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Tundra Treeline

Use global warming to stop global warming.
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With recent climate-change, the zone at which any given genus of trees will flourish has moved towards the poles. So a species of pine, say that flourished at 45-55degN, is now happy at 48-60degN.

The idea is to find the best cold-weather, carbon-sequestering growths, and transplant them as far north as they will go, into the tundra.

Sterilize them first if they're non-native species, to avoid future complications.

Start superseeding starting at the top and don't stop. When the greenhouse effect lessens, the trees freeze and die, but they've done their job.

Note that there should be a "barren band" in between the new growth and the old "treeline" to keep the ecosystem as fauna free as possible.

FlyingToaster, Dec 10 2007

eurasia http://en.wikipedia.org/wiki/Eurasia
for the continental part of the discussion [mylodon, Dec 13 2007]


       //Sterilize them first if they're non-native species.// I'm not sure if it's possible to castrate a sequioiaia.
MaxwellBuchanan, Dec 10 2007

       Sequoias aren't particularly good at carbon-sequestration, nor do they flourish in an arctic environment. Some northern species of bamboo on the other hand...
FlyingToaster, Dec 10 2007

       I've read that afforestation of the far north is likely to be counterproductive, because the benefit of the carbon sequestration is more than cancelled out by the reduced albedo. (A snowy plain is whiter than a snowy forest, so it reflects more solar heat and absorbs less).   

       To avoid this effect, you need to put your carbon sinks in latitudes without much snow.
pertinax, Dec 12 2007

       //afforestation of the far north is likely to be counterproductive//   

       Making wood out of CO2 takes energy, specifically the chlorophyll absorption part of the spectrum. That's a *good* thing; the energy is *not* used to warm the globe, in fact it's taking away the stuff that is.   

       But I'm sure the process isn't perfect, so the question is...   

       How much more heat is transferred to the air/ground for an acre of trees as opposed to an acre of snow.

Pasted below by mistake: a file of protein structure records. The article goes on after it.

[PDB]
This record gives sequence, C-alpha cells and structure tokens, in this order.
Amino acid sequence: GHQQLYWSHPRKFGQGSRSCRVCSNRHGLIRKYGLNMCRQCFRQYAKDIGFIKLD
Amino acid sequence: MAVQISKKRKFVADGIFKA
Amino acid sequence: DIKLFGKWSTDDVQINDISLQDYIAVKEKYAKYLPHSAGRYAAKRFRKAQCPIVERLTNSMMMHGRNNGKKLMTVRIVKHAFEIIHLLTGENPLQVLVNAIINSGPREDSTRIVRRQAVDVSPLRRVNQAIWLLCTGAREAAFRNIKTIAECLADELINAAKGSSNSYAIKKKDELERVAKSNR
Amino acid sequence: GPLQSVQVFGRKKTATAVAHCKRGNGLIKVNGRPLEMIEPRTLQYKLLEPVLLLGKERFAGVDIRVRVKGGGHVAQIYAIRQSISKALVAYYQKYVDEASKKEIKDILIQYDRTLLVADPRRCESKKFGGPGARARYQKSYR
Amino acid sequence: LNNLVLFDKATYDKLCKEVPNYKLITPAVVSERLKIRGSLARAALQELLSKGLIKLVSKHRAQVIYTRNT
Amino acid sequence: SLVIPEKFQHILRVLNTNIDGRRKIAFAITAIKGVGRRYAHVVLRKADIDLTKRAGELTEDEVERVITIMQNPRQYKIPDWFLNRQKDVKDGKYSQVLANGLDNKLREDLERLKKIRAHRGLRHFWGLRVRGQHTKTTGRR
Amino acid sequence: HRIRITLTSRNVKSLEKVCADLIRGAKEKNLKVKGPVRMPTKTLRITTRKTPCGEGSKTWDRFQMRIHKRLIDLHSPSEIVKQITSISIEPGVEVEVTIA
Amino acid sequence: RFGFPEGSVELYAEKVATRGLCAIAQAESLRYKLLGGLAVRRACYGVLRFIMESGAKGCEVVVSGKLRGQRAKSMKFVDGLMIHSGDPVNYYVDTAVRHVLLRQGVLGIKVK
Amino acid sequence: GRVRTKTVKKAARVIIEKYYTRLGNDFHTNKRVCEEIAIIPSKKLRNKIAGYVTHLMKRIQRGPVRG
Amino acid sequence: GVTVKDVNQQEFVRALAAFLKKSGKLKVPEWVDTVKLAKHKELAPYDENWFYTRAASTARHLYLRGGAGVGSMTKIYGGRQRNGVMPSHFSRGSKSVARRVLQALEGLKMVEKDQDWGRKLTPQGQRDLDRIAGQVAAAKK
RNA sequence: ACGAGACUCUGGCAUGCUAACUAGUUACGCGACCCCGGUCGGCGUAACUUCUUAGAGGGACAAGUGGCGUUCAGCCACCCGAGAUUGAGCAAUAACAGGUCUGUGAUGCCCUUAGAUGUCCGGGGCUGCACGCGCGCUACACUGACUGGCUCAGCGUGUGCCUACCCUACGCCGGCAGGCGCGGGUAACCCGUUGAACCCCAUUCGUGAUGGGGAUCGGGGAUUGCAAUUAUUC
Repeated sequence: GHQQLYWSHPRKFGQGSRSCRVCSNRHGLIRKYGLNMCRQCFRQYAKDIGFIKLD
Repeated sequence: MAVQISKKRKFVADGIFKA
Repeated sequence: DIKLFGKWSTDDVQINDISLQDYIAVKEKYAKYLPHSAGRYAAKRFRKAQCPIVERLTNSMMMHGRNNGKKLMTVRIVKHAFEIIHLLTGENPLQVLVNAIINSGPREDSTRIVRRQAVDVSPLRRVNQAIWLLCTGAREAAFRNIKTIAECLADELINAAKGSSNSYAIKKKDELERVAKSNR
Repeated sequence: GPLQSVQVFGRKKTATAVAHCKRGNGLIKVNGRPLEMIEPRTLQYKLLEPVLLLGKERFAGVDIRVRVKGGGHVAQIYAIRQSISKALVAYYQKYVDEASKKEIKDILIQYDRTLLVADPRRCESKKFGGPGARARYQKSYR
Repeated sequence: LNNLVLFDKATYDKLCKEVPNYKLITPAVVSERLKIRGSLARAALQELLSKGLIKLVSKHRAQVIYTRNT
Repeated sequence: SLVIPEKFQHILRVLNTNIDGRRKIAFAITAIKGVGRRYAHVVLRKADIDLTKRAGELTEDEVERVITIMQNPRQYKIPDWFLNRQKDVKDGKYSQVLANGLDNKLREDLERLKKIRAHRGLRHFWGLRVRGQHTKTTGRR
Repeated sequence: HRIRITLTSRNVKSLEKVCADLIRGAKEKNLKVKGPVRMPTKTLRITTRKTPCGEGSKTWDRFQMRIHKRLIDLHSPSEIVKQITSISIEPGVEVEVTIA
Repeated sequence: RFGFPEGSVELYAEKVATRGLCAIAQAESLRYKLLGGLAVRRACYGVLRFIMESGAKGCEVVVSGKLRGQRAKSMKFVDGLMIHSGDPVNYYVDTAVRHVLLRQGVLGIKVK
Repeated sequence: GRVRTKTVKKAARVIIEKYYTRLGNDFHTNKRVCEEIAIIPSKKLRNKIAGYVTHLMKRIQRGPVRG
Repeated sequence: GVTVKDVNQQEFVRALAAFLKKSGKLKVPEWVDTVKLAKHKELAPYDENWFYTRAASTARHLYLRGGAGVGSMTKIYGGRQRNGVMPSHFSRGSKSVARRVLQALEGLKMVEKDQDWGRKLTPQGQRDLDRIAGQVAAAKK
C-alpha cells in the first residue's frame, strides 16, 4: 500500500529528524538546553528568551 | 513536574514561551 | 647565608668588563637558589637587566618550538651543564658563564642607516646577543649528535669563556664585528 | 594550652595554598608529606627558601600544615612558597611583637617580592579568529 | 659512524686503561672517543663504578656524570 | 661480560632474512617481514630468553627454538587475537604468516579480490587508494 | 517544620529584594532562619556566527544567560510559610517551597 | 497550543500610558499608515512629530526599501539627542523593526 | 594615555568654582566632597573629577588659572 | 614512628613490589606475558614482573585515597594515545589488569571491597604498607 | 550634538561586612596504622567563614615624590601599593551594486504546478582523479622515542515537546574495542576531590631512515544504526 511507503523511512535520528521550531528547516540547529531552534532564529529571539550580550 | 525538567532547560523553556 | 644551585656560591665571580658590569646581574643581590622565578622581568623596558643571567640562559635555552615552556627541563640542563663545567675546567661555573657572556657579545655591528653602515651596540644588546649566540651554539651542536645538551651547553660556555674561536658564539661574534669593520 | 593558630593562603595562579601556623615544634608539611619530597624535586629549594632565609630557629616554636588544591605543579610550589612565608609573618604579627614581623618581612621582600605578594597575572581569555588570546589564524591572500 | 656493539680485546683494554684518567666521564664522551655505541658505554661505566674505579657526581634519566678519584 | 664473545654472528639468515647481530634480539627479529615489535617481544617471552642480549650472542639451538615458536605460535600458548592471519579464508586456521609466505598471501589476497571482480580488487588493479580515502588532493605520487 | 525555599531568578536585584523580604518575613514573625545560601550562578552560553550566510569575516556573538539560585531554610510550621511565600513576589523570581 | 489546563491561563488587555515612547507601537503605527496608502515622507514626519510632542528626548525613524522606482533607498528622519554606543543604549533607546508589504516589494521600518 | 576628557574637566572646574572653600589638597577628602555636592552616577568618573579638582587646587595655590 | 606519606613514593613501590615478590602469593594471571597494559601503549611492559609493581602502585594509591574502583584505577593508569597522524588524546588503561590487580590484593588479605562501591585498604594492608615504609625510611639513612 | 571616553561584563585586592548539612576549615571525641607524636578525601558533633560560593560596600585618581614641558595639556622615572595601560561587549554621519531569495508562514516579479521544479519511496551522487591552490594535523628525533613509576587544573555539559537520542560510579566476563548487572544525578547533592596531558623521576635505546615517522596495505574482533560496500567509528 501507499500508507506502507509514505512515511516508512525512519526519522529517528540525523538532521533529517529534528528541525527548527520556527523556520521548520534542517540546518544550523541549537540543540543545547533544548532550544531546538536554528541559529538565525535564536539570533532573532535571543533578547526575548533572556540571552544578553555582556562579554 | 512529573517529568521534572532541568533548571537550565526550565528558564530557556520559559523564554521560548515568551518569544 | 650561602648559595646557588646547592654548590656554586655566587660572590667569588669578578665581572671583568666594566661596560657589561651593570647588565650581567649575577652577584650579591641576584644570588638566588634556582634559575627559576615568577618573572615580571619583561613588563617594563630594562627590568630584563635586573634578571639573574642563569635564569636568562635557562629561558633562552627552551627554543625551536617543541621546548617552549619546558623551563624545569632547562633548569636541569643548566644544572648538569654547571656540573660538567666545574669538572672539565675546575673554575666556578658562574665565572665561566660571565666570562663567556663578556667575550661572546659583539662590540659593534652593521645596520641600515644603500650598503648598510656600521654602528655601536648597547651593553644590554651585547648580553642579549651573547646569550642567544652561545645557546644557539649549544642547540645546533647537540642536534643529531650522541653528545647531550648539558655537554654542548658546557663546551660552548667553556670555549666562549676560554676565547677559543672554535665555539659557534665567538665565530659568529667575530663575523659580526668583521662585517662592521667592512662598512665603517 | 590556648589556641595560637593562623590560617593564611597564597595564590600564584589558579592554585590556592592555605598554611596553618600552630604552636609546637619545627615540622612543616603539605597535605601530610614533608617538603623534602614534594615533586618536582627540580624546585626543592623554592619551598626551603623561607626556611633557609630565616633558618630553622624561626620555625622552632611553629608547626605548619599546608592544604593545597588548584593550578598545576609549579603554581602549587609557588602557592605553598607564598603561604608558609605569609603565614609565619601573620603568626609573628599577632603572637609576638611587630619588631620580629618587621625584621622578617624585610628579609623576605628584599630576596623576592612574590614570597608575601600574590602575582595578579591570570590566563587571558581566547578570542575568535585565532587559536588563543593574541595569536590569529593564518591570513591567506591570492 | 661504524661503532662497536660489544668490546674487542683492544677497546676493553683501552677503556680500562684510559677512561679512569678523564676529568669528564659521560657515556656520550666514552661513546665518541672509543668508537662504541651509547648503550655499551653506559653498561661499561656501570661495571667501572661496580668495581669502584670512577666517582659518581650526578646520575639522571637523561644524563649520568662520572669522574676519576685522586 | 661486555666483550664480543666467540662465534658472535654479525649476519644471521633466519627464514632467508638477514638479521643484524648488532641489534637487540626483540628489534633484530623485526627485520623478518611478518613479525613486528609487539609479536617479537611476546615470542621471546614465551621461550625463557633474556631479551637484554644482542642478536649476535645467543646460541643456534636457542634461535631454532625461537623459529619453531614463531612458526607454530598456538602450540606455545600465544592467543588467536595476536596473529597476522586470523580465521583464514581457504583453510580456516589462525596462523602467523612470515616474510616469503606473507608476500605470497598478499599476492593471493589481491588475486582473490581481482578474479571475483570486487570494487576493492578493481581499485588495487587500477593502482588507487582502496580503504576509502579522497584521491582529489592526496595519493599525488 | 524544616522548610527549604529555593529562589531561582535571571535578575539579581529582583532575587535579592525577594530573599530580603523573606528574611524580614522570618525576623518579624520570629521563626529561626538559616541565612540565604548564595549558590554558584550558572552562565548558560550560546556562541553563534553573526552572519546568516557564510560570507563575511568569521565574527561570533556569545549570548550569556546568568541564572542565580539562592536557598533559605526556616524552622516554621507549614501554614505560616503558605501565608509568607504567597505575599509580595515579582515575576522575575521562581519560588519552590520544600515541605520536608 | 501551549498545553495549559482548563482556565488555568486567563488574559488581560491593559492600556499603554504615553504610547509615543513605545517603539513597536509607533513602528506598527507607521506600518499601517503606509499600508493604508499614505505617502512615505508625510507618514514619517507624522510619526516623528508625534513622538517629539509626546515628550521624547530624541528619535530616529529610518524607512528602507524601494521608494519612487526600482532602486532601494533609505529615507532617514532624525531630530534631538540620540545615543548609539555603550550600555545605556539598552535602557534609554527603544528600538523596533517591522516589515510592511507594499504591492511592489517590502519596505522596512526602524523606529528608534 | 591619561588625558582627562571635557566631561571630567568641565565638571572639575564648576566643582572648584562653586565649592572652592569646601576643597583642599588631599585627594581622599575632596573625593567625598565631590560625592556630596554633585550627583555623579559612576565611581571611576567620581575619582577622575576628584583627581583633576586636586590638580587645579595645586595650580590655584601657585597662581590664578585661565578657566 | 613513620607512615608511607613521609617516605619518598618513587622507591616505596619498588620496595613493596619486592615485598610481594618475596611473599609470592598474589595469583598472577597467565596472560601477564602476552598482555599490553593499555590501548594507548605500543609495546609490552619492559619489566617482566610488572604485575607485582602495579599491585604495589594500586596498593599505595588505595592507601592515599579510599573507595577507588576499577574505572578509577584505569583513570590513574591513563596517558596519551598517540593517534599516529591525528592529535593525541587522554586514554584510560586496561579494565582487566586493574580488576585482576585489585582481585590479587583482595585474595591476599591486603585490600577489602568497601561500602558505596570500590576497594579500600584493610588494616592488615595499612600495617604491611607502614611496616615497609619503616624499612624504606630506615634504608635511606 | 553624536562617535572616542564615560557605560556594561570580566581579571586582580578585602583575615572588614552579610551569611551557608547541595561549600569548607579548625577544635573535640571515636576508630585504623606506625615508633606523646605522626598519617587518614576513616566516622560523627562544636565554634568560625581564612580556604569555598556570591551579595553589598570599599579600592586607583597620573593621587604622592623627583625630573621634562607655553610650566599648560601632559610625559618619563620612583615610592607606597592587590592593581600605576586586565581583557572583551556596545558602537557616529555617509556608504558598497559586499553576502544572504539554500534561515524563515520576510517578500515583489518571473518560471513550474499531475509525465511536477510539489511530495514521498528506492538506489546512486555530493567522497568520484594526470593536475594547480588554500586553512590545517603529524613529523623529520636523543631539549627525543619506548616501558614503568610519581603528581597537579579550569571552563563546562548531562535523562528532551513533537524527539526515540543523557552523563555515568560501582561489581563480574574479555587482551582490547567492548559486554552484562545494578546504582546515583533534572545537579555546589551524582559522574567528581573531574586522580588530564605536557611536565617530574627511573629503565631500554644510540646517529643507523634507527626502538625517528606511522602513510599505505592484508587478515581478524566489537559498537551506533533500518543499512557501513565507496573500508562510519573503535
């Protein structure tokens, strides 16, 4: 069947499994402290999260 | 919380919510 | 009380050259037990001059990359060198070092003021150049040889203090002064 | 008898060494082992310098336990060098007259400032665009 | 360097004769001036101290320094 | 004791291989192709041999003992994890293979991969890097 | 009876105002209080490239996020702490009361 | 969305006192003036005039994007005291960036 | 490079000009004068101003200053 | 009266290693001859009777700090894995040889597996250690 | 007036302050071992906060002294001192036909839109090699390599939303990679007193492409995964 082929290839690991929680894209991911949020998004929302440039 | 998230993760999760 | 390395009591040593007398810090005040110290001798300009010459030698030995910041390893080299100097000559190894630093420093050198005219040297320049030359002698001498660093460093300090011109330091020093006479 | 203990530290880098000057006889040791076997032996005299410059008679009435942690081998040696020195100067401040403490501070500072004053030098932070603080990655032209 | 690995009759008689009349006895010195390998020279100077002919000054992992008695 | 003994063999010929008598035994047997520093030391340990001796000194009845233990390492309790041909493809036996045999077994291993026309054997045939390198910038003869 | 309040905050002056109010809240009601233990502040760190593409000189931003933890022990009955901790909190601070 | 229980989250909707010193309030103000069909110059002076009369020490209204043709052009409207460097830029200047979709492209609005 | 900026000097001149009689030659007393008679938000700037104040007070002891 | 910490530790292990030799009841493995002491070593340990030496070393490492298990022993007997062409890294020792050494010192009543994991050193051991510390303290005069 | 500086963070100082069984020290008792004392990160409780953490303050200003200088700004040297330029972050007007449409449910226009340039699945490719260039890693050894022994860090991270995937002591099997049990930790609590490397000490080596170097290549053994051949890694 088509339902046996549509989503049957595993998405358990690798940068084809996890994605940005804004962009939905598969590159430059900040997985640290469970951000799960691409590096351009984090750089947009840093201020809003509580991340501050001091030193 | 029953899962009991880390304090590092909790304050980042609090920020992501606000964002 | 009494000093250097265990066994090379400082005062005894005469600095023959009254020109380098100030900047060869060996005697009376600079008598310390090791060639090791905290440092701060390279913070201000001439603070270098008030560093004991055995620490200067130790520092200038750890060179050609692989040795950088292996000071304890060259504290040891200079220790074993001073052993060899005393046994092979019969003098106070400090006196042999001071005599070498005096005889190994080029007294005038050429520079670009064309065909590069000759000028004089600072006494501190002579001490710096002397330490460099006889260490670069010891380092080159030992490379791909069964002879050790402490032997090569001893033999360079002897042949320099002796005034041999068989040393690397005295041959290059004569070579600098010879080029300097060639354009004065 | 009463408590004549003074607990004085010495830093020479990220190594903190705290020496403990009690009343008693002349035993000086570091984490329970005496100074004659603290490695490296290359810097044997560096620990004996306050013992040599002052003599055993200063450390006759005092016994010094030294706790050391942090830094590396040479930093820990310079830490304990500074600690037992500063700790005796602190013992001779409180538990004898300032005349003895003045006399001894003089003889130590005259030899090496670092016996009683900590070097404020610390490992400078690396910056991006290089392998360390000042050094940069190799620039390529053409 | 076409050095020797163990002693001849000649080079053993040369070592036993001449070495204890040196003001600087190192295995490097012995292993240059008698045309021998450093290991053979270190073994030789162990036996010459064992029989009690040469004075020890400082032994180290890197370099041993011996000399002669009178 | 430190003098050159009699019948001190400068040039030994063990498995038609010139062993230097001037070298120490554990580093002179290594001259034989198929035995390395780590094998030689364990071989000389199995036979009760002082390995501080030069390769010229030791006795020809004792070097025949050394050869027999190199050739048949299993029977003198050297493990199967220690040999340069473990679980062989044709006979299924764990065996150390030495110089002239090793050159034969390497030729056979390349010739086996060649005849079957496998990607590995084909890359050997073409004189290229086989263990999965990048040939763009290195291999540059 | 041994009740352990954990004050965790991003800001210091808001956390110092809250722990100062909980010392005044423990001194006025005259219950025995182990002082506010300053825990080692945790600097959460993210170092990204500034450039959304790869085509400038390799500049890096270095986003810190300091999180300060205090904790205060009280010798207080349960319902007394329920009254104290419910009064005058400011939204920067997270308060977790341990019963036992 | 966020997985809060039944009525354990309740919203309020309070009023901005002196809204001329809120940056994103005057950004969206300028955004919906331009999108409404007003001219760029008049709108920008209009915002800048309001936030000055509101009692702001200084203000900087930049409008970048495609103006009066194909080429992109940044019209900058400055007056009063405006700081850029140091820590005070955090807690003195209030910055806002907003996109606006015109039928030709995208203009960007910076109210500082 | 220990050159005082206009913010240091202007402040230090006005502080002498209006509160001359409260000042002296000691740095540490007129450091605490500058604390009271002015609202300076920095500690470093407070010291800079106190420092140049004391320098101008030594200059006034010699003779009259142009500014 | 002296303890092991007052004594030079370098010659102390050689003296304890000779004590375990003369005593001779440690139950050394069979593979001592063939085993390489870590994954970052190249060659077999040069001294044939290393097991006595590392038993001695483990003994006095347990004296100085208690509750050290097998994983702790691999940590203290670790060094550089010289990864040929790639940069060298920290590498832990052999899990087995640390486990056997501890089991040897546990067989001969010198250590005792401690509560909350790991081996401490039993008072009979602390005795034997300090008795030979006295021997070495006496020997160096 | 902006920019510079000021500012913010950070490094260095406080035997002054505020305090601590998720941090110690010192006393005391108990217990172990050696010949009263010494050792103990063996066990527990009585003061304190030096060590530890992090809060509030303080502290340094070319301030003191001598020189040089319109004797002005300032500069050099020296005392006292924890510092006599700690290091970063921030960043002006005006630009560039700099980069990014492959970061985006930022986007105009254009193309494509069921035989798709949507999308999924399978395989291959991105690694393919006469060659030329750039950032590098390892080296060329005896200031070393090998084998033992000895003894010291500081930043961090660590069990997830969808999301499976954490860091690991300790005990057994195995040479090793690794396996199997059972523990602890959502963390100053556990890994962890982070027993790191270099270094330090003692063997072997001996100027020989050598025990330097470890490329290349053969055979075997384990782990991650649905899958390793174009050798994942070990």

Even then, they're still sucking the CO2 out of the atmosphere; perhaps the temporary extra heat is worth it in the longer run.   

       (Warning: I'll stand on any soapbox I see laying around, I'm *not* a scientist, though I like to play one on the Internet)
FlyingToaster, Dec 12 2007

       //Tropical areas have far higher carrying capacity//   

       True: that's why there's already trees there, or man-made barren areas whose owners are loath to give up.   

       //hardwoods are a much denser accretion of carbon than the wood of conifers//   

       I was surprised when I did a little research on this last year to find that evergreens don't grow any further into northern latitudes than deciduous trees
FlyingToaster, Dec 12 2007

       However, the evergreens might act a little faster to establish some anti-erosion and soil enrichment. I'm also wondering how far north switchgrass grows?   

       Alternatively, what if we were to do some coastline terraforming of northern Africa? Is there some Sahara expansion reversal potential there?
RayfordSteele, May 22 2008

why "alternatively" ? why not "as well as..."
FlyingToaster, May 23 2008

       // carbon sequestration is more than cancelled out by the reduced albedo.//
So, we plant silver birch.
AbsintheWithoutLeave, Sep 23 2008

       //I'm not sure if it's possible to castrate a sequioiaia.//
some funguses inhibit tree reproduction.

       //growth in tundra areas is painfully slow//
The treeline (all treelines) will slowly be moving northward due to global warming, but the idea of this post is to beat it to the punch in the "virgin land" of the sub-arctic instead of waiting for all those seeds to travel all those hundreds of miles.
FlyingToaster, Sep 23 2008

       ////I'm not sure if it's possible to castrate a sequioiaia.// some funguses inhibit tree reproduction.//   

       So, sequoias + castration = sequestration. All makes sense now.
MaxwellBuchanan, Sep 23 2008

... [marked-for-tagline]
FlyingToaster, Sep 23 2008

       My talk radio station has a similar idea in a political parody commercial they're particularly proud of: